11. The method of claim 7
wherein the assessing includes considering at least one enabling element comprising:
sheet and/or job scheduling based on a model of the machine;
jet performance monitoring;
web usage tracking;
print job image characterization (automatic or manual);
job quality requirement constraints;
error messages and operator alerts;
simulated effect previewing;
a GUI to facilitate intervention by choice decisions;
job re-queuing for exception handling; or
automated or semi-automated job queuing optimization.
12. An ink jet printing system including variable fault tolerance to support intervention-by-choice job scheduling and maintenance intervention, comprising:
a modular printhead assembly disposed within the printing system for on-line printing operation;
a jetting performance monitor function using an image-on-web sensor local controller to detect the location of printhead alignment errors, malfunctioning jets, and ink jet failures by measuring the ejected ink droplets on the web;
a scheduler for compiling a print job queue and corresponding job profiles including a representation of printhead spatial demand per color per jet per job;
a user interface for communicating a relationship between the representation of the printhead spatial demand and the detected location of printhead alignment errors, malfunctioning jets, and ink jet failures; and,
a rescheduler for reorganizing the job queue when the relationship corresponds to a scheduled job having an unacceptable job print quality wherein the scheduled job is delayed until after completion of the maintenance intervention.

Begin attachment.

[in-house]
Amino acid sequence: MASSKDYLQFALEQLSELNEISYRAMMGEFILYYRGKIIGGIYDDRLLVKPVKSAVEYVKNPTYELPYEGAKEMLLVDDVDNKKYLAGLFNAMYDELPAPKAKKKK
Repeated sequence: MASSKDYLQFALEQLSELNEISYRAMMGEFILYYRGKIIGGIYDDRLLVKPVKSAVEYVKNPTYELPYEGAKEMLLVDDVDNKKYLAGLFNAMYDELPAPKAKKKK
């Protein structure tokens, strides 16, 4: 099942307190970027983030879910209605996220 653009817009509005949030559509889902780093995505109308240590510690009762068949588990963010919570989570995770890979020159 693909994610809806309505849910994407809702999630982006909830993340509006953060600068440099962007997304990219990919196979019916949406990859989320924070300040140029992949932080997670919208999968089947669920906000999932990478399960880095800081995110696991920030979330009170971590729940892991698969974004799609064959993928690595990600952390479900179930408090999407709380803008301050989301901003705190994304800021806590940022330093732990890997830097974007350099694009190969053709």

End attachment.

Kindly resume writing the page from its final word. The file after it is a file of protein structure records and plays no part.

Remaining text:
13. The system of claim 12 wherein the interface comprises a user interface to a human operator.
14. The system of claim 12 wherein the interface comprises an input to a controller having predetermined standards for the unacceptable job print quality.
15. The system of claim 12
wherein the unacceptable job print quality comprises an assessment of a job enabling element including at least one element from an element group comprising:
sheet and/or job scheduling based on a model of the machine;
jet performance monitoring;
web usage tracking;
job image characterization (automatic or manual print);
job quality requirement constraints;
error messages and operator alerts;
simulated effect previewing;
a GUI to facilitate intervention by choice decisions;
job re-queuing for exception handling; or
automated or semi-automated job queuing optimization.
The presently disclosed embodiments relate to ink jet architectures for high speed production printing, and more particularly, production piezo ink jet (PIJ) architectures employing a large array of printheads in a direct to web architecture; however, the embodiments also apply to other modular jet architectures producing print by employing a large array of printheads.
A piezo ink jet printhead will expel a volume of ink upon an ink chamber contraction resulting from an applied voltage. Normally the ink has to be heated to a comparatively high temperature because the ink will be solid at room temperature. In a production printing embodiment, 20 or more printheads are configured in an array with each printhead having several hundred jets. Because all jets must be working at the same time, reliability requirements for the printheads are compounded. In other words, the need to mitigate disruptions associated with jet failures is critically important in any production printing embodiment that employs large numbers of non-redundant jets.